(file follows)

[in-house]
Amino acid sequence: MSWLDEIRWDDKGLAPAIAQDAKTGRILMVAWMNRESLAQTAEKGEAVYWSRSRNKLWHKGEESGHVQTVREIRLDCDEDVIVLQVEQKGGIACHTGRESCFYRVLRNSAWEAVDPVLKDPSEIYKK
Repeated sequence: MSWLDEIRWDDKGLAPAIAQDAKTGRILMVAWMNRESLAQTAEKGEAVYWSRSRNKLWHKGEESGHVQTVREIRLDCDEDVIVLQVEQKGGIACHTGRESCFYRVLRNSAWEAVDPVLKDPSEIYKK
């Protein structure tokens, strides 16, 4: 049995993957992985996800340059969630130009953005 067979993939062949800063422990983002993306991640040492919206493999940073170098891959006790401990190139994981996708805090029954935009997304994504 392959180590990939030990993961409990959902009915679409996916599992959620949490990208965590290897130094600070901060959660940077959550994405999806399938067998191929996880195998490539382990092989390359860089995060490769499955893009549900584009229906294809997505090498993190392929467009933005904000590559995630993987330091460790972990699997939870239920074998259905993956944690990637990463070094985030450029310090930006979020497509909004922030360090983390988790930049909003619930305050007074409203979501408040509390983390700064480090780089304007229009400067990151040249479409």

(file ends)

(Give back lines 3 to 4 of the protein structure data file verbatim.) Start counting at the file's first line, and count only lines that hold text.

Repeated sequence: MSWLDEIRWDDKGLAPAIAQDAKTGRILMVAWMNRESLAQTAEKGEAVYWSRSRNKLWHKGEESGHVQTVREIRLDCDEDVIVLQVEQKGGIACHTGRESCFYRVLRNSAWEAVDPVLKDPSEIYKK
């Protein structure tokens, strides 16, 4: 049995993957992985996800340059969630130009953005 067979993939062949800063422990983002993306991640040492919206493999940073170098891959006790401990190139994981996708805090029954935009997304994504 392959180590990939030990993961409990959902009915679409996916599992959620949490990208965590290897130094600070901060959660940077959550994405999806399938067998191929996880195998490539382990092989390359860089995060490769499955893009549900584009229906294809997505090498993190392929467009933005904000590559995630993987330091460790972990699997939870239920074998259905993956944690990637990463070094985030450029310090930006979020497509909004922030360090983390988790930049909003619930305050007074409203979501408040509390983390700064480090780089304007229009400067990151040249479409």